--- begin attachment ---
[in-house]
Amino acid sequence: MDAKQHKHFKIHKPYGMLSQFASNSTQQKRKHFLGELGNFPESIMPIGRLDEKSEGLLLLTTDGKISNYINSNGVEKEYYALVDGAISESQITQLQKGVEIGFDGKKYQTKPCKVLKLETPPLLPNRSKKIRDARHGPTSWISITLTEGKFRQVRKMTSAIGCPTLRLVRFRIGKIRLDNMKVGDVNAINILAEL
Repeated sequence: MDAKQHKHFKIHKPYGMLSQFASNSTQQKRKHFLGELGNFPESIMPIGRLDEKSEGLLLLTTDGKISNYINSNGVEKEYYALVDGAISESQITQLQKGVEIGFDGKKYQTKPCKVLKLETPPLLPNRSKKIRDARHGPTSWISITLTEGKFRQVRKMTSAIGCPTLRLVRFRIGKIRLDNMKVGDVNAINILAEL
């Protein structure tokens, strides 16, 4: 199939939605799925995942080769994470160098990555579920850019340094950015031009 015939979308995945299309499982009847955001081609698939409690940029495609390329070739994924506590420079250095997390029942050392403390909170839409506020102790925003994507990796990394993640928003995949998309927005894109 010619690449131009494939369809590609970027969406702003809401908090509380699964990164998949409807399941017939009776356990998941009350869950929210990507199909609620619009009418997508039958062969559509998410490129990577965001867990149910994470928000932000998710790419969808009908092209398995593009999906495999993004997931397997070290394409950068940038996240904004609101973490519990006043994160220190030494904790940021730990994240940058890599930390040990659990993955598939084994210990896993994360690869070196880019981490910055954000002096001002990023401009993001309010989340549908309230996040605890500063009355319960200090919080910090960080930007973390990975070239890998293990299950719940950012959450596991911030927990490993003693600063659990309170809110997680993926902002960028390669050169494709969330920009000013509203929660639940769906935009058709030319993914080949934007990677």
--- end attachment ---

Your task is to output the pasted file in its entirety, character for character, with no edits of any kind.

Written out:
[in-house]
Amino acid sequence: MDAKQHKHFKIHKPYGMLSQFASNSTQQKRKHFLGELGNFPESIMPIGRLDEKSEGLLLLTTDGKISNYINSNGVEKEYYALVDGAISESQITQLQKGVEIGFDGKKYQTKPCKVLKLETPPLLPNRSKKIRDARHGPTSWISITLTEGKFRQVRKMTSAIGCPTLRLVRFRIGKIRLDNMKVGDVNAINILAEL
Repeated sequence: MDAKQHKHFKIHKPYGMLSQFASNSTQQKRKHFLGELGNFPESIMPIGRLDEKSEGLLLLTTDGKISNYINSNGVEKEYYALVDGAISESQITQLQKGVEIGFDGKKYQTKPCKVLKLETPPLLPNRSKKIRDARHGPTSWISITLTEGKFRQVRKMTSAIGCPTLRLVRFRIGKIRLDNMKVGDVNAINILAEL
């Protein structure tokens, strides 16, 4: 199939939605799925995942080769994470160098990555579920850019340094950015031009 015939979308995945299309499982009847955001081609698939409690940029495609390329070739994924506590420079250095997390029942050392403390909170839409506020102790925003994507990796990394993640928003995949998309927005894109 010619690449131009494939369809590609970027969406702003809401908090509380699964990164998949409807399941017939009776356990998941009350869950929210990507199909609620619009009418997508039958062969559509998410490129990577965001867990149910994470928000932000998710790419969808009908092209398995593009999906495999993004997931397997070290394409950068940038996240904004609101973490519990006043994160220190030494904790940021730990994240940058890599930390040990659990993955598939084994210990896993994360690869070196880019981490910055954000002096001002990023401009993001309010989340549908309230996040605890500063009355319960200090919080910090960080930007973390990975070239890998293990299950719940950012959450596991911030927990490993003693600063659990309170809110997680993926902002960028390669050169494709969330920009000013509203929660639940769906935009058709030319993914080949934007990677």